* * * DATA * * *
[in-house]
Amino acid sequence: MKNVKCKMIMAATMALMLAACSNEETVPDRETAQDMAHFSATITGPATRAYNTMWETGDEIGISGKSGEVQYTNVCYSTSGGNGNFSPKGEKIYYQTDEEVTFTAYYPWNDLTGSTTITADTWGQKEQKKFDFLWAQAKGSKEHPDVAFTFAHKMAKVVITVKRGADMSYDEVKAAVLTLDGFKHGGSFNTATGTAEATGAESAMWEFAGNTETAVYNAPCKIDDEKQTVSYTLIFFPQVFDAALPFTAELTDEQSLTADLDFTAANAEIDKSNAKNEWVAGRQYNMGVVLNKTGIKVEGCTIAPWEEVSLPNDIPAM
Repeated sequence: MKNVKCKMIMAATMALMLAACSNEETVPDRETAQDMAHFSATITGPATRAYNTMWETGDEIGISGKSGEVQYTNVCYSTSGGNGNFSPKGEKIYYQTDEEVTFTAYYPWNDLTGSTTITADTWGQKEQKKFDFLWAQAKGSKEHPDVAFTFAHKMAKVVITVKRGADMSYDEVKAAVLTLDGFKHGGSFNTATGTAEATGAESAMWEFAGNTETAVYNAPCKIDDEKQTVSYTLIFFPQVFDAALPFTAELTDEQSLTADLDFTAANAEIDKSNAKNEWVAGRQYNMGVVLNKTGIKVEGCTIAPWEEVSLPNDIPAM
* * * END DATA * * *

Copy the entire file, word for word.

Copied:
[in-house]
Amino acid sequence: MKNVKCKMIMAATMALMLAACSNEETVPDRETAQDMAHFSATITGPATRAYNTMWETGDEIGISGKSGEVQYTNVCYSTSGGNGNFSPKGEKIYYQTDEEVTFTAYYPWNDLTGSTTITADTWGQKEQKKFDFLWAQAKGSKEHPDVAFTFAHKMAKVVITVKRGADMSYDEVKAAVLTLDGFKHGGSFNTATGTAEATGAESAMWEFAGNTETAVYNAPCKIDDEKQTVSYTLIFFPQVFDAALPFTAELTDEQSLTADLDFTAANAEIDKSNAKNEWVAGRQYNMGVVLNKTGIKVEGCTIAPWEEVSLPNDIPAM
Repeated sequence: MKNVKCKMIMAATMALMLAACSNEETVPDRETAQDMAHFSATITGPATRAYNTMWETGDEIGISGKSGEVQYTNVCYSTSGGNGNFSPKGEKIYYQTDEEVTFTAYYPWNDLTGSTTITADTWGQKEQKKFDFLWAQAKGSKEHPDVAFTFAHKMAKVVITVKRGADMSYDEVKAAVLTLDGFKHGGSFNTATGTAEATGAESAMWEFAGNTETAVYNAPCKIDDEKQTVSYTLIFFPQVFDAALPFTAELTDEQSLTADLDFTAANAEIDKSNAKNEWVAGRQYNMGVVLNKTGIKVEGCTIAPWEEVSLPNDIPAM